One of John Key's shortcomings when he entered politics was in the area of verbal precision. His off-the-cuff response to questioning sometimes betrayed a lack of due consideration. As Prime Minister, his performance has improved - but now the trait has come back to bite him.

Either that or he was badly advised on how he should respond to repeated questioning about allegations that Israeli spies were caught up in the Christchurch earthquake in February.

Whatever the reason, his initial reaction that any disclosure would not be in the "national interest" poured fuel on a fire that could have been extinguished almost instantly with the right emollient.

Prime Ministers are often loath to comment on speculation, especially if the topic involves national security. But Mr Key's choice of words suggested, most generously from Israel's perspective, that the Government suspected improper behaviour but had no proof.

Alternatively, they could be interpreted as hinting that the Israelis may, indeed, have been seeking to steal identities to clone a New Zealand passport. Either way, rather than maintaining good relations with Israel in the "national interest", as may have been his intention, Mr Key encouraged not only speculation but the idea that something might be read into the allegations.

The dousing eventually occurred several hours later as the Prime Minister, in the midst of a tour of the United States, acknowledged the public had a right to candid information. Yet this should never have been in question, especially as New Zealand authorities had found nothing amiss.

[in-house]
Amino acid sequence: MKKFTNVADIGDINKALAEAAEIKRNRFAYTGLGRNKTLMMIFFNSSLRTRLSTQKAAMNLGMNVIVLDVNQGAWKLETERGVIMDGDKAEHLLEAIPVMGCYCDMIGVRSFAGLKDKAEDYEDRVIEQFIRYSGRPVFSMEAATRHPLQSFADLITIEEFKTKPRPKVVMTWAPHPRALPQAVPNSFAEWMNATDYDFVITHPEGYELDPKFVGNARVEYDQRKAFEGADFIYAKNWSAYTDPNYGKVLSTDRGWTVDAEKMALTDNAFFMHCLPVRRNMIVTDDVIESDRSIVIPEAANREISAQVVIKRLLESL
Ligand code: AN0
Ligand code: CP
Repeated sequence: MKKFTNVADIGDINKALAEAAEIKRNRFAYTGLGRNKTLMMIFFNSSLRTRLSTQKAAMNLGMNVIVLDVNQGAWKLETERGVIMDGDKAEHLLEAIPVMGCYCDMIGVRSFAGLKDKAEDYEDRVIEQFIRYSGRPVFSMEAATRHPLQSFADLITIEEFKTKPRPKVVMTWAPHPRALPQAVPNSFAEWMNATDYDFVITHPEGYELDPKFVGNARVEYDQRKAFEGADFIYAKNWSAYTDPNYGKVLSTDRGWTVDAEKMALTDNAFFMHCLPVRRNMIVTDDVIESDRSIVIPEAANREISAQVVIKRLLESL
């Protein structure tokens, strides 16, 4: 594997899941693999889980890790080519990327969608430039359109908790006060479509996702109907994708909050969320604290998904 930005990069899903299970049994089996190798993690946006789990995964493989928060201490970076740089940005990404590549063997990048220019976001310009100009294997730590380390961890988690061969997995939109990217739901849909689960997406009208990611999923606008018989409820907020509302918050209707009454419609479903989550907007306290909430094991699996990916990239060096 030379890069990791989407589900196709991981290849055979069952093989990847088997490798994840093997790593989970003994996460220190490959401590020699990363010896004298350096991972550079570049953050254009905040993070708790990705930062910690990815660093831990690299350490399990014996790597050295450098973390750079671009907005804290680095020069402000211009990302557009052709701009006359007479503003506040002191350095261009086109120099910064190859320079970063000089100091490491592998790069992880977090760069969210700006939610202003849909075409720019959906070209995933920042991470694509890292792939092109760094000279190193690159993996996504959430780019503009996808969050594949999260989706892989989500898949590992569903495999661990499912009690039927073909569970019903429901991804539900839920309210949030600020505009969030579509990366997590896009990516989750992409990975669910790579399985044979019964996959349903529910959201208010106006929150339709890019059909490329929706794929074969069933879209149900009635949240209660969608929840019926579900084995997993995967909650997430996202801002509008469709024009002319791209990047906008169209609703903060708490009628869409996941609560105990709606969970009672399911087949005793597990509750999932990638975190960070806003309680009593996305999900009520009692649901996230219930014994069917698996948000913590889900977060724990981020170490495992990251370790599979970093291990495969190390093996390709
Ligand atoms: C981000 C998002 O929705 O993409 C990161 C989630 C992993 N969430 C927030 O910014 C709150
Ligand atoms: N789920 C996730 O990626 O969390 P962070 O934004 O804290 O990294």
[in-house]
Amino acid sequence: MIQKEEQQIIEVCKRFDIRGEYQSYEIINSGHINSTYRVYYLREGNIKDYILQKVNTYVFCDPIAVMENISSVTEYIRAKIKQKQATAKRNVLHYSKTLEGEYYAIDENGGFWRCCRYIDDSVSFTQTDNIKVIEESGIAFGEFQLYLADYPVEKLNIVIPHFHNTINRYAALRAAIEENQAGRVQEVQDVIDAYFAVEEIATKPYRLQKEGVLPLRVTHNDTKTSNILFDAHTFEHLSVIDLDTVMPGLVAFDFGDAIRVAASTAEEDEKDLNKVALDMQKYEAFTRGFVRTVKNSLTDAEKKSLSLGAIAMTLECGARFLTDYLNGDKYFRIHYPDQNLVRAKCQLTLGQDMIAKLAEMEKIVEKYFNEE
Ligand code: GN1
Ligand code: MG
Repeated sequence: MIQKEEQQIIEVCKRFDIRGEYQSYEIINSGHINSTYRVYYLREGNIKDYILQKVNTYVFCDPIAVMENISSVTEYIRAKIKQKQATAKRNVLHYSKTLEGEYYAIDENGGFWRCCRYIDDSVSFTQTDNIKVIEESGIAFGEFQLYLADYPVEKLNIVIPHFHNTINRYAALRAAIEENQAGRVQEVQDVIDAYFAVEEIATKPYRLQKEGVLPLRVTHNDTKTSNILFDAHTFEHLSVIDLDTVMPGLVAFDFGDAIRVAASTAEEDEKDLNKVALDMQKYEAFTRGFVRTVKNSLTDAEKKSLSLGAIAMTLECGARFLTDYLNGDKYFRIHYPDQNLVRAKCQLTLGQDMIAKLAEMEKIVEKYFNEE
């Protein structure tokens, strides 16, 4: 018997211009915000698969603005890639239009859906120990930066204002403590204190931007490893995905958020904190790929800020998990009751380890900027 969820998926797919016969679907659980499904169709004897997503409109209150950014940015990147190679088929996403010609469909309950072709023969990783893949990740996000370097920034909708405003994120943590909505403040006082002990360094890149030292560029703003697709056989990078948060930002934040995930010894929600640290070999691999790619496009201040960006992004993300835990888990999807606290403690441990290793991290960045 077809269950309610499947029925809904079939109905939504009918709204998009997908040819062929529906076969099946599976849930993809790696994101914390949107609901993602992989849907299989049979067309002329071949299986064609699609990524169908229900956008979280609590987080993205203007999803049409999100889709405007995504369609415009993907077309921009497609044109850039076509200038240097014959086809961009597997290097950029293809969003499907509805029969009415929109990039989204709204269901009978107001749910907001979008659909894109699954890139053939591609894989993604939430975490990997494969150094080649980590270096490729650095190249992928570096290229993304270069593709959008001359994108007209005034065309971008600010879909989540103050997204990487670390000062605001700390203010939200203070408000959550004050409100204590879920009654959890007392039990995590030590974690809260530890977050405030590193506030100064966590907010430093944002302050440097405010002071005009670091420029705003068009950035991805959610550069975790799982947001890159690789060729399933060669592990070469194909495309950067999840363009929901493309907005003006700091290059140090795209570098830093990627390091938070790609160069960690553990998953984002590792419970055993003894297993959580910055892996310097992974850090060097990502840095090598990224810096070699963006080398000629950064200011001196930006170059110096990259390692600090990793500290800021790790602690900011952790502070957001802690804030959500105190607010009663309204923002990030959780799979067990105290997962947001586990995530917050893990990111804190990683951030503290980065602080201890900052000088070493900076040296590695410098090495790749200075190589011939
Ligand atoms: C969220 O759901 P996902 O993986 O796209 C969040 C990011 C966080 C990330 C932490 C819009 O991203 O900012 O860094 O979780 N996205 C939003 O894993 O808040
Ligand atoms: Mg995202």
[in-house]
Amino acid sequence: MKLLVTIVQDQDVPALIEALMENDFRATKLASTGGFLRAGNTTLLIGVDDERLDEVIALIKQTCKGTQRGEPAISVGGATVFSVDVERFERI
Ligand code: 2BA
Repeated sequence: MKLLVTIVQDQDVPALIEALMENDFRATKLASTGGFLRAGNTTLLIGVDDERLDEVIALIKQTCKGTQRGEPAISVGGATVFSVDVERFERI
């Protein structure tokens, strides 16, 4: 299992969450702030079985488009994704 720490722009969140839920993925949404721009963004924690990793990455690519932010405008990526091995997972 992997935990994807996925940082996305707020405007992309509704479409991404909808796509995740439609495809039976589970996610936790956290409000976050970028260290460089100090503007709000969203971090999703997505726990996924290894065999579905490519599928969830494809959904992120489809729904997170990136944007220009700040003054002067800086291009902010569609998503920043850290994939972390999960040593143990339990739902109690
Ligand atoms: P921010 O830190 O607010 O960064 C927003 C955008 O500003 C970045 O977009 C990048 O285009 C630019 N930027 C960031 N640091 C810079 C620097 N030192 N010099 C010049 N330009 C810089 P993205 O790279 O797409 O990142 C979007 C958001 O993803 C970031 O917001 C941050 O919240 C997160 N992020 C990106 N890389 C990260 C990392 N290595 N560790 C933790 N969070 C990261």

Mr Key revealed that the rapid departure from New Zealand of three young Israelis after a colleague was killed in the earthquake had triggered investigations by the police and the Security Intelligence Service. The agencies had also noted the pressure placed on authorities to let an unauthorised Israeli search and rescue team into Christchurch's red zone.

But the probes found no link between the Israeli backpackers and their country's intelligence agency, Mossad. "We don't expect Israel to [spy on us], but we have no evidence to support that they have," said Mr Key. "We simply have a very unusual set of circumstances."

The Prime Minister's slip-up was made more extraordinary by the fact that he usually has a good instinct for matters of public interest.

And in this instance, there was good reason for people to sit up. Still fresh in the memory is the attempt eight years ago by two Israeli agents to obtain a New Zealand passport. This attracted a strong public response from the then Prime Minister, Helen Clark. She imposed a set of sanctions that showed New Zealand was ready to defend the integrity of its passports, even when a supposedly friendly nation was involved. Only recently were diplomatic relations fully restored.

Mr Key's belated furnishing of information makes it clear there was nothing concrete to link the latest allegations with Mossad activity in 2004. But, notably, he was careful with his language, indicating he could not categorically rule out the possibility of illegal behaviour. Apart from the rapid departure of the Israelis, there seemed "a couple of other factors that just seemed odd", he said, while declining to go into detail. If this leaves a degree of doubt about the episode, it is possibly unavoidable, not least because Mossad has a reputation for stealthy dealings.

Because of this, it is hardly surprising that the suspicions of New Zealand intelligence agencies were aroused in the aftermath of the earthquake. The only real surprise was the ineptitude of a Prime Minister who chose not to put the episode in the appropriate context when first asked.